(A) a vase and a bouquet of flowers
(B) a painter and a canvas
(C) a novel and a writer
(D) an inlet and a sea

This analogy question tests your understanding of the relationship between the ideas. These types of questions need attention. The analogy here is the relationship between a part and a whole. The choice (A) shows the relationship between cut flowers and a vase. The choice (B) shows the relationship between the performer and the tool. (C) is incorrect because it indicates the relationship between a creator (writer) and the work created (novel). (D) is the correct choice. The relationship between an inlet (a part) and a sea (a whole) is similar to the relationship between the wood (a part) and the maple tree (a whole).

11. Which of the following would best describe the organization of the passage?

(A) A persuasive argument in favor of the maple syrup industry is advanced.
(B) A comparison and contrast between pure and commercial maple syrup is made.
(C) A cause and effect analysis of the maple syrup production is presented.
(D) A step-by-step explanation of how maple syrup is made is given.

This question tests your understanding of how the author organizes the information in the passage. Most of the passage explains a step-by-step process of how maple syrup is made; thus, the correct choice is (D). The author does not attempt to convince the reader; consequently, the choice (A) is not true. The passage neither expresses the causes of the maple syrup production nor lists the similarities between pure and commercial maple syrup; therefore, the choices (B) and (C) are incorrect.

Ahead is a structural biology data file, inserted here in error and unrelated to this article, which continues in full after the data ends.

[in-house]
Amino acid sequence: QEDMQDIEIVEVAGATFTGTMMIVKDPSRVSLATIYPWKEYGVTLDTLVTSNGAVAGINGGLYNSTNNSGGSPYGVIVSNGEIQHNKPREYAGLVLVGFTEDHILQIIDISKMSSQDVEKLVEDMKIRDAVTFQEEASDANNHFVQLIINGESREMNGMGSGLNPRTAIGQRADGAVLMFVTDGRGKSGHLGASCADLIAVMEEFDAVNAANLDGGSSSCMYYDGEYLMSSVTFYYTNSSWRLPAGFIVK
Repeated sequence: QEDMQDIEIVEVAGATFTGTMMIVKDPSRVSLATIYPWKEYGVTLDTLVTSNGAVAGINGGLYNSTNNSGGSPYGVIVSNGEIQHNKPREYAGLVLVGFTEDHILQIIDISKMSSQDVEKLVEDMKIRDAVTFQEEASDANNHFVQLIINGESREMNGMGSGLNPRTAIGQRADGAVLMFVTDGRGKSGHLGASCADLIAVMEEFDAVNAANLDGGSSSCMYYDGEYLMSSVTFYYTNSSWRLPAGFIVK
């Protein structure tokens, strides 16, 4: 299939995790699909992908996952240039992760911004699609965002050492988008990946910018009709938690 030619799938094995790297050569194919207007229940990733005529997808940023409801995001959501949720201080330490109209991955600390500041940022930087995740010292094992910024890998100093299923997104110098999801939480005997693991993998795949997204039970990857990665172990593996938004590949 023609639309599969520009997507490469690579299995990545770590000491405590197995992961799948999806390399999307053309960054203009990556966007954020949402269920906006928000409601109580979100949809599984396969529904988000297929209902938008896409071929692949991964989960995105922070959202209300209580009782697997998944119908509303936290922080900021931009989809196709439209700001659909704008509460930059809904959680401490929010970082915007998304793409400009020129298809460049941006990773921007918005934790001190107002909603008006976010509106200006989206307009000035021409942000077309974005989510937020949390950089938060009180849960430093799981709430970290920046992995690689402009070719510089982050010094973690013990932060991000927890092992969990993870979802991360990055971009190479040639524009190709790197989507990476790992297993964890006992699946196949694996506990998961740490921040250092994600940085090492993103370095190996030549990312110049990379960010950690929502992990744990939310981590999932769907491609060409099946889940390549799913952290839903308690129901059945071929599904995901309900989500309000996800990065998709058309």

12. The following paragraph will probably discuss

(A) Ways to eradicate diseases attacking maple trees
(B) Other uses of the sugar maple tree
(C) Marketing plans for import distribution
(D) The diversity of the ecosystem

This is an inference question. Based on the conclusion we can draw from the passage, the correct choice is (B). Since the sugar maple tree's popularity for strength and finish of its wood is mentioned at the end of the passage, it makes sense to know something about its other uses. The choices (A), (C), and (D) can not be inferred from the passage.

 

The new test of TOEFL starting July 1995 will have: